I never liked Tin Star Taco Bar. From the get-go, the concept seemed like an M Crowd restaurant’s annoying, “pat-on-the-head” clever stepbrother. Besides, at this point, the chain’s signature noisome cheeseburger taco is hackneyed. Mark Brezinski, owner of Velvet Taco, had a hand in Tin Star, and now his unfortunately named Henderson Avenue gringo taco house offers a cheeseburger taco. It’s terrible.
So, when I learned that the Tin Star was jumping the food-truck bandwagon with something called a “Taco Taxi,” the first thing I thought was, “someone already has that name.” Jorge Salvans, owner of the Taco Taxi Company, is a native of Veracruz and works the private event circuit with a trailer—but he should get into the truck biz. My next thought was I’ll wait till I stumble upon the likely treacherous fare of “Paco,” the Tin Star truck. I’m not going out of my way for their pabulum. Then I drove past the truck. It was stationed in the Sigel’s Greenville parking lot on an usually winter-like day. I was a little impressed. That quickly melted away.
The young man who took my order didn’t see altogether with it. When I asked what taco he would order if he had a choice between the Tin Star grilled fish or the chicken—I was already getting the steak—his response was flabbergasting. “We have chicken or fish. The fish is grilled.” I repeated my question. “Well, you could have both.” The two other individuals in the truck seemed content to allow the frustrating exchange to continue. One was at the griddle. The other stared blankly toward the DART rail tracks.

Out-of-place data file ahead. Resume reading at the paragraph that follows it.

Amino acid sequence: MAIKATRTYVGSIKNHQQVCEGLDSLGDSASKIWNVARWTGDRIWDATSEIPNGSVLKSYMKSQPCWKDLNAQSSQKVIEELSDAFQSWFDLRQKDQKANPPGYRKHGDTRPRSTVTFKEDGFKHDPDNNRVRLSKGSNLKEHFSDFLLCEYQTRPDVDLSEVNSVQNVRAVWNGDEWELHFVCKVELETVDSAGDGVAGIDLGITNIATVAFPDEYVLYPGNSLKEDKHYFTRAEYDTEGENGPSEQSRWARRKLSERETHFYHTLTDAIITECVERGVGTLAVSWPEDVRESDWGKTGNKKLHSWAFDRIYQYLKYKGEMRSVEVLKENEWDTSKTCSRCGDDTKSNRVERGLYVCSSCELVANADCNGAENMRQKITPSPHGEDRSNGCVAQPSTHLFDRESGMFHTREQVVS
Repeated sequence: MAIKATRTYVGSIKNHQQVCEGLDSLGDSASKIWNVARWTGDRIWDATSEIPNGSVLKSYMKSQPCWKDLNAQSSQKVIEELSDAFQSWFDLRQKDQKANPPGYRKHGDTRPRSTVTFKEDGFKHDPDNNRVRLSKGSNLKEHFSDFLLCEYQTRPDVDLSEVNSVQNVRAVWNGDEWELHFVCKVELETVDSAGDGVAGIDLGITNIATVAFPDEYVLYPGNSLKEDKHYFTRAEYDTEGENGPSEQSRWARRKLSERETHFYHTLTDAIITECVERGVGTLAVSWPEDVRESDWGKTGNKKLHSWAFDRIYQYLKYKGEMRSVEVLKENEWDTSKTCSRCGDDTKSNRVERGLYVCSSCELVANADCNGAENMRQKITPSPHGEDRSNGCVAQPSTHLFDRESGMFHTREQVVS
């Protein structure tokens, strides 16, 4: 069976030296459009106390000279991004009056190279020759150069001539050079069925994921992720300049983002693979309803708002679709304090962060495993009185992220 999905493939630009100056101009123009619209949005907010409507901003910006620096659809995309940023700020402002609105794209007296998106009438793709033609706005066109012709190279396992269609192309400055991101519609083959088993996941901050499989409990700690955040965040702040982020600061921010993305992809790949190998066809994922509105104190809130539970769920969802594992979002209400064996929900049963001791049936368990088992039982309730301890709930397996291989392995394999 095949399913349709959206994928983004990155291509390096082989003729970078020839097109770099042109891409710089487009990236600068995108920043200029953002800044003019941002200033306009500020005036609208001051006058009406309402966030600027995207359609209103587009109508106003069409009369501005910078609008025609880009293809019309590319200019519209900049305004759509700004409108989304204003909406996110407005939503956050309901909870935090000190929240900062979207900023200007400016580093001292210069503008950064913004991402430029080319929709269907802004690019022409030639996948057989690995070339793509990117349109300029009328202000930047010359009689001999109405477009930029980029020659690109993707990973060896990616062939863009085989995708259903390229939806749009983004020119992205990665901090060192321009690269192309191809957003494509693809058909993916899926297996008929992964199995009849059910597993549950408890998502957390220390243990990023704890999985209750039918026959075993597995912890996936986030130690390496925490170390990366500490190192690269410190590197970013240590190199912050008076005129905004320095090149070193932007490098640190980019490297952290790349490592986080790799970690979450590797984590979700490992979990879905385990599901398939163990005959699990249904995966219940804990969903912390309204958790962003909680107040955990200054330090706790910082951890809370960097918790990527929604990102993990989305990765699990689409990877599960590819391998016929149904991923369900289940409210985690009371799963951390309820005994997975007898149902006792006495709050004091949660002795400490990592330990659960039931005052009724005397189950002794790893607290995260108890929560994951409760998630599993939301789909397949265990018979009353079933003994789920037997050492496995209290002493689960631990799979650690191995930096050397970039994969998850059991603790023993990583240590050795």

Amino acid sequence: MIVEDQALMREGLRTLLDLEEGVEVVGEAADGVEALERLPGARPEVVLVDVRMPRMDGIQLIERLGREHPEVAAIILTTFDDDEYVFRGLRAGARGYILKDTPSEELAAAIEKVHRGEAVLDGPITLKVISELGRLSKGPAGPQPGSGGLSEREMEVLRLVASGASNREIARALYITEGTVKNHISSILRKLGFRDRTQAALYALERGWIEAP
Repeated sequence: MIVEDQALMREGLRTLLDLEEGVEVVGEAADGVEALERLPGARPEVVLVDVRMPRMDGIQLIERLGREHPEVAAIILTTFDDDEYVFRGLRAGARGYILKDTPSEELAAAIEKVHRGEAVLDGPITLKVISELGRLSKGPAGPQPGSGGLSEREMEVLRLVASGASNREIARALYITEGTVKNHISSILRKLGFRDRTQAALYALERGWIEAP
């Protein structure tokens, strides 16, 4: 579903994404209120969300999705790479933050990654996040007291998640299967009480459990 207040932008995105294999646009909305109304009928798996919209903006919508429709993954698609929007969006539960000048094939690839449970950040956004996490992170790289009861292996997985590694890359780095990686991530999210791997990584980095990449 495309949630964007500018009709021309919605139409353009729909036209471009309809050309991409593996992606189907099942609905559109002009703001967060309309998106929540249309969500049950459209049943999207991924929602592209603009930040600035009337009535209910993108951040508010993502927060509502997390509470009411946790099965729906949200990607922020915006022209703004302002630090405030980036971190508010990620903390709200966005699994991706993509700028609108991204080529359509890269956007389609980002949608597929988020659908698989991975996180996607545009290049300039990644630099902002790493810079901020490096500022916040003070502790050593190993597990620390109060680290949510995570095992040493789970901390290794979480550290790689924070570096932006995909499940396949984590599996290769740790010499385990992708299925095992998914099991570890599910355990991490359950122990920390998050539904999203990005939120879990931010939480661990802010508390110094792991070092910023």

Finally, I said, “If there were only two tacos on the menu, the fish or the chicken, which would be the one you’d recommend the most to your customers?”
“Oh. The fish.”
The grilled tilapia, flaked like a credit-card statement through a paper shredder against the minuscule pressure of my index finger. What flavor the fish emitted—and it did little—was muted by the birds nest slaw and the two-teaming chipotle cream, sweet quickly followed by spicy.
The steak was no better. Some bites of the protein were mashed-potato mushy while others were super-bouncy ball tough. The greasy onions gave off some sweetness. However, it was squashed by the cold avocado chunks weighing down the filling.
The tortillas were gummy, cold flour jobs. And like them, Tin Star’s new four-wheeled vessel is a flop.
Facebook: Tin Star Taco Taxi